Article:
How to Have a Missing Person Declared Dead

a Missing Person
••• Justin Sullivan/Getty Images News/Getty Images

A missing person is someone who has disappeared, possibly not of his own free will. This extends to both adults and to children. From the moment you realize that someone you love is missing, it is crucial to document all possible information such as the date, any potential circumstances surrounding the disappearance and when you last saw her. Call the police to file a missing persons report. So many family members and friends hold on to the hope that the missing person will return; however, it may become apparent that the triumphant return is not going to happen. At some point, you may consider the process of declaring the missing person dead.

Declaring Someone Dead

Step 1

Know the laws in your area. National standards states that a person must be missing for seven years before he is declared legally dead. Some states, however, have amended their rules to reflect a shorter time frame. Also, some situations do not require a long waiting period. For example, different guidelines may apply if the missing person has disappeared under perilous circumstances, such as in an accident or from a natural disaster.

Step 2

Have proof to support your assumption that the missing person is deceased. To file an application declaring that the missing person is dead, you will need to provide evidence to support your contention. This can include evidence of impaired health at the time of disappearance, the age of the missing person if he is older than human life-expectancy or evidence that the person was facing some sort of danger. According to C. Edgar Sentell, a law professor and former member of the Federal Defense and Corporate Counsel, if faced with evidence that a missing person has most likely died, the court does not need to wait for the prescribed time frame.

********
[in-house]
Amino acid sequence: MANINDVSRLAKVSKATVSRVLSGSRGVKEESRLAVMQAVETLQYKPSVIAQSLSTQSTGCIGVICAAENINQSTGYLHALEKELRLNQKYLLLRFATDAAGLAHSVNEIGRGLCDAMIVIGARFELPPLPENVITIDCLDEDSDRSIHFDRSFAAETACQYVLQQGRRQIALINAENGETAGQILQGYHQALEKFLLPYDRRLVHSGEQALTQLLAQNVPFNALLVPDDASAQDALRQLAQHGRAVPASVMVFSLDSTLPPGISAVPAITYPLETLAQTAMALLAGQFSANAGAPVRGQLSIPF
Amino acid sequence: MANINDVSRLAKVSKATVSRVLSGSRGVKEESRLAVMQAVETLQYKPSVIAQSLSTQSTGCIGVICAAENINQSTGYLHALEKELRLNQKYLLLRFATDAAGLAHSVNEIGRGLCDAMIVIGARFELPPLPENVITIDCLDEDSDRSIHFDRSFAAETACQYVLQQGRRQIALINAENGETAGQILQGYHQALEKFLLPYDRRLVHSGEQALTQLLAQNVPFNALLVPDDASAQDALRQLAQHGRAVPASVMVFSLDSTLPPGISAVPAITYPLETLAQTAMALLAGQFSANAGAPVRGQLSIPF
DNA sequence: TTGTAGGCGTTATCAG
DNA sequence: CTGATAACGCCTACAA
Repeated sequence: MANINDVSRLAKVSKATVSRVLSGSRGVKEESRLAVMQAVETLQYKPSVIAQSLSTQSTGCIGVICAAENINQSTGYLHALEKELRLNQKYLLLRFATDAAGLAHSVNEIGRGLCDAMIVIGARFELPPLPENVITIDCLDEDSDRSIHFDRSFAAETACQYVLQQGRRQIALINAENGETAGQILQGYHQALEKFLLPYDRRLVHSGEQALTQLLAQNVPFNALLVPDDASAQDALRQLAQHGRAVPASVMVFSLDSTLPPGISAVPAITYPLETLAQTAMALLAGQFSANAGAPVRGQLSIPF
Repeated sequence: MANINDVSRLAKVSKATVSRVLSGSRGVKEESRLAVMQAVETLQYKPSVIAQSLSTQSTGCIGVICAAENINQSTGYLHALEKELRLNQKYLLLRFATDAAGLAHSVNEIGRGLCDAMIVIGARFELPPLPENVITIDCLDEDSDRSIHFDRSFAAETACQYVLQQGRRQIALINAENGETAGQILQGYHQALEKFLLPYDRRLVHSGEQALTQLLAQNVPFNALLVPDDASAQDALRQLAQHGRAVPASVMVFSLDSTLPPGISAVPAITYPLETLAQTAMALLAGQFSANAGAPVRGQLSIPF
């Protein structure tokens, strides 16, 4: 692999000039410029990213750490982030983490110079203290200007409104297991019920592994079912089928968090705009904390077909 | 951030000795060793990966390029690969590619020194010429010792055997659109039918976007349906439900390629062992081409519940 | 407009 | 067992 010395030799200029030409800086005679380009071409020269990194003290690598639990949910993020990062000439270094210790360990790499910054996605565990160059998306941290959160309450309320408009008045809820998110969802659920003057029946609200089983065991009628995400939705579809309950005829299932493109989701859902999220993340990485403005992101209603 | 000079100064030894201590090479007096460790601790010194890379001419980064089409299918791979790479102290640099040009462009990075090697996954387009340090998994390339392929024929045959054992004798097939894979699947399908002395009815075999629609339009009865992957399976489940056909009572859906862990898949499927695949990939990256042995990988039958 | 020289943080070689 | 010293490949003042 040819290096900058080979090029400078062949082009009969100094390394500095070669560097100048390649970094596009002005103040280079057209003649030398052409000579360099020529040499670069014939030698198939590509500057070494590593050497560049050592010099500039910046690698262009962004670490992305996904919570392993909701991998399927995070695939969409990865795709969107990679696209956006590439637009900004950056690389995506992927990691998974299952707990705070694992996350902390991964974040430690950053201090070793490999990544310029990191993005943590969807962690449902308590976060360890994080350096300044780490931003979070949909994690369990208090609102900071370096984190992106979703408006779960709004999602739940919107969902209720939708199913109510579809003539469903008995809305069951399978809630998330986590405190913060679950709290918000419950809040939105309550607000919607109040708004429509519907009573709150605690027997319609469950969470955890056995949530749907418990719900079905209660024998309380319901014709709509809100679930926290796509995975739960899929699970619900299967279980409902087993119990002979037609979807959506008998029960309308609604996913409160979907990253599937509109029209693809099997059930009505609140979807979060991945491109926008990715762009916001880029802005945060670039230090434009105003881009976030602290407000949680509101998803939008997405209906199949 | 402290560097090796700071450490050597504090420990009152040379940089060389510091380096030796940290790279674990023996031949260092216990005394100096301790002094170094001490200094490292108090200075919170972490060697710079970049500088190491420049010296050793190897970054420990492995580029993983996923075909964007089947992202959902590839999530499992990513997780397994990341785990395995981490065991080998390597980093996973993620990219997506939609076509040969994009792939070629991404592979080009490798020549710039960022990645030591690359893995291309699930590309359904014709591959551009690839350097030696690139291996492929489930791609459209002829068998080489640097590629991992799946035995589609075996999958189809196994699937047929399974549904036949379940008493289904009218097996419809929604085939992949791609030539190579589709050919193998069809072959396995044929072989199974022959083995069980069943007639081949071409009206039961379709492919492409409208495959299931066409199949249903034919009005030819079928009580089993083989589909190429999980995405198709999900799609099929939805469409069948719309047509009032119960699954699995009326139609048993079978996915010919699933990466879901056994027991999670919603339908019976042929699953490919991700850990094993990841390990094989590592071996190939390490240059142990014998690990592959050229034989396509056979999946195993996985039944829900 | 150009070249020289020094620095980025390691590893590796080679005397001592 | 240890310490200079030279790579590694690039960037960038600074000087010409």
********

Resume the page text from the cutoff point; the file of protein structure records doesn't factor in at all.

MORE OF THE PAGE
Step 3

Be prepared to wait. After the courts receive your application to declare that the missing person is dead, a notice will be published in a national newspaper seeking any information on the person in question. If no information is received within six months, the court will declare the person dead. Of course, if proof is provided that the person is alive, the application will be denied.


  • Even if you have waited for the full seven years, you will need to show that the missing person has been missing for this period of time, has not contacted anyone who he would be expected to contact and that you have made all reasonable efforts to locate him.

Related Articles